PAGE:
When "Tyson" debuted at the Cannes film festival last May, the audience jumped to its feet—and stayed there, clapping, for 10 minutes. "Tyson" is indeed an extraordinary documentary. James Toback, the film's director, essentially turns on his camera, pulls in tight on boxer Mike Tyson's world-weary face and just lets him talk. Tyson spends the next 90 minutes narrating his roller coaster of a life: the heavyweight championship he won at 20 (making him the youngest champ ever), the trainers, the wives, the stint in prison. Tyson, dressed in a loose-fitting shirt and slacks and speaking in a monotone almost devoid of emotion, cries at times, especially when he mentions his time behind bars. But mostly he seems at peace, which, considering the heartbreaking story he's just told, is reason enough for blasé cinéastes in France to cheer. Tyson was so shaken by the reaction that he turned his back on the crowd—but not, as many assumed, because he was overcome by tears or embarrassment. Far from it. "You know how you hear those voices in your head?" he says. "One of those voices was saying the whole time at Cannes, 'These white motherf––kers are clapping, but they still don't like you'." His confused reaction—in which people who are cheering appear to be enemies— reflects his fragile state of mind. What's compelling is that he appears to be conscious of that struggle. "Whenever stuff goes well for me, I just wait on the bad stuff to come." (Story continued below...)
Taking the good with the bad—now, there's a good title for Tyson's six-word memoir. The idea of making "Tyson" was Toback's. The two have known each other for two decades. Toback decided that turning on the camera and just letting it roll—in all, he shot 30 hours of film—was the only way to get Tyson unplugged. He also decided to shoot Tyson two years ago, while the boxer was trying to get clean in drug rehab. "I knew that would mean less distractions for him and give him time to think and talk about the things he's wanted to clear up about himself and his life," Toback says. Tyson certainly doesn't hide from much in the film. He talks about not knowing if the man who lived with him was his father, how he was a fat kid who used to get beaten up until he started robbing people on the streets of Brooklyn, even how it felt to fight with a burning case of gonorrhea. (Bizarre fact: Tyson's second wife, Monica, is the younger sister of Michael Steele, the new chairman of the Republican National Committee.) You get the sense that he believes he's finally got nothing left to lose—though, despite all the misdeeds he admits to, Tyson still insists he did not rape Desiree Washington 17 years ago. "I'm just telling the story of my life with no expectations of what people will think," he says. "I've never been anybody to idolize, and I know that."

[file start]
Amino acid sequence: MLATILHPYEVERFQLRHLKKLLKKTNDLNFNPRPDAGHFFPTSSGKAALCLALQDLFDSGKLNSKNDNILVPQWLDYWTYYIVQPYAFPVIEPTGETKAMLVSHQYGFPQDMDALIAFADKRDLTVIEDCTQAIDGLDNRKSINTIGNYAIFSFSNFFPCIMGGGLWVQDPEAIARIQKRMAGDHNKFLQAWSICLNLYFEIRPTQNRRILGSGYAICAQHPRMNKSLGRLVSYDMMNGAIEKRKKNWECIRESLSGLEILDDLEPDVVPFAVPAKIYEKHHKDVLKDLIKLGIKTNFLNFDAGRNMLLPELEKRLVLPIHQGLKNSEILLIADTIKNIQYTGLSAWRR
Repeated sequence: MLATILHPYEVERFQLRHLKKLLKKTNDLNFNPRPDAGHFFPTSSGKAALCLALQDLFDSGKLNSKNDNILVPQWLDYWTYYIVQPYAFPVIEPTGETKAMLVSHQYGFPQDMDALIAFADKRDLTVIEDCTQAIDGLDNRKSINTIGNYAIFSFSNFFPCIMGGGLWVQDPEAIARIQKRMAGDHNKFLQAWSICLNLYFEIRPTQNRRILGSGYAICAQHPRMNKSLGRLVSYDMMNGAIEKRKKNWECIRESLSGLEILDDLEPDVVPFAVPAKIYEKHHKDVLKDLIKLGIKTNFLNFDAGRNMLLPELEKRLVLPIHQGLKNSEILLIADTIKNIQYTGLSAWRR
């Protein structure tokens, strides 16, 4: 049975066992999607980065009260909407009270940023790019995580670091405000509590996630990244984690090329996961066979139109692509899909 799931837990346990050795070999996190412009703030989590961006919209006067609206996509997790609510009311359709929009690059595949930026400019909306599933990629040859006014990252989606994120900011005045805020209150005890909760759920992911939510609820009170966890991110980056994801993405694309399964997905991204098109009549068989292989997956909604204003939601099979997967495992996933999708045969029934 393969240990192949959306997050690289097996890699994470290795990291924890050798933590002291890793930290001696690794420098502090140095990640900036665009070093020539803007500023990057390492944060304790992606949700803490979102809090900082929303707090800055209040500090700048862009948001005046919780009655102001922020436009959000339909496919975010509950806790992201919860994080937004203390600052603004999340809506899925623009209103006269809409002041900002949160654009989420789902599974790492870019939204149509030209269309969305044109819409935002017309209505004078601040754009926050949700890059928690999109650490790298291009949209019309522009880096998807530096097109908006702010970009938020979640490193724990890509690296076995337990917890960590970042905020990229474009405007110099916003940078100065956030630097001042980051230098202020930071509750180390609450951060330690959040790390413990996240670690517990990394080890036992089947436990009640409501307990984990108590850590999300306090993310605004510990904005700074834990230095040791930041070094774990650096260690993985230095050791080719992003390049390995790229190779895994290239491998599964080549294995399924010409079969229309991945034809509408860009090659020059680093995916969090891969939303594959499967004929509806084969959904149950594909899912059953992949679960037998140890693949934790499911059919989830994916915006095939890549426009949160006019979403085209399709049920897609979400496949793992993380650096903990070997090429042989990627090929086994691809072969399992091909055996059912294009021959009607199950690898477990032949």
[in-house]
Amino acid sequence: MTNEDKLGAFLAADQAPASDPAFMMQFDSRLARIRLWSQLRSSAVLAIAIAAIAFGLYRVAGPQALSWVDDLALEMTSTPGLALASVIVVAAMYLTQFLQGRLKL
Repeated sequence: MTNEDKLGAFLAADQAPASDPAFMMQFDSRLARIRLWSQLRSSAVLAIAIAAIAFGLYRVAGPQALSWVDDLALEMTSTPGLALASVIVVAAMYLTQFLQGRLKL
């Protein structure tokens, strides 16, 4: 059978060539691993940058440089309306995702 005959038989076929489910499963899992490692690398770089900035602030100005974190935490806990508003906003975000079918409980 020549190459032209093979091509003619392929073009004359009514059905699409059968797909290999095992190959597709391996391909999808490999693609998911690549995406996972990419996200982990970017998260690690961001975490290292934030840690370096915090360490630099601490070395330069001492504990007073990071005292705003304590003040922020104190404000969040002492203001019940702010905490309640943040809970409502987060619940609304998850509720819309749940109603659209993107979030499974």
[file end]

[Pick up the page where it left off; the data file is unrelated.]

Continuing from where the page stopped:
Still, this Tyson does not seem like the same man who chomped on Evander Holyfield's ear—twice. I've interviewed him many times over the years, in the best and worst of circumstances. I remember sitting with him in his Ohio home following his release from prison after his rape conviction. He was angry at having lost three years of his life, but there was also a sense of hope and the future, all laced with humor. The Mike Tyson who sat across a table from me in a Las Vegas hotel room a few weeks ago seemed distant and lethargic. He's gained weight. His biceps don't seem so imposing anymore. His most imposing physical attribute now is the menacing swirl of a tattoo that looks as though it's threatening to swallow his face. He perked up a bit when he talked about how much he hates changing his 3-month-old daughter's diapers and about how he's finally in a relationship where he doesn't want to cheat: "She treats me good. I just don't want to." The rest of the time Tyson seemed like a man who was taught only one thing—how to fight.
I still can't help wondering: now that the fighting is over, what happens to Iron Mike? It's clear he doesn't know. But at least he's grown weary of being the poster boy for bad behavior. Maybe he's just slowing down in middle age—after all, he is 42. He often said he never thought he'd live to see 40, and he's outlived many of his friends, including Tupac Shakur and John Kennedy Jr. "I don't know why I'm here, sista," he said, "I really don't." I asked him about the books he received a decade ago in jail, signed by Kennedy, Maya Angelou and others. We once spent an afternoon in his basement looking through them, and they'd be just the kind of mementos to cheer him. He gave a chilling answer. "I didn't like that Mike Tyson, so I gave all that stuff away," he said. "He wasn't a good guy. He was just somebody I created to give people something to talk about." And now he's gone.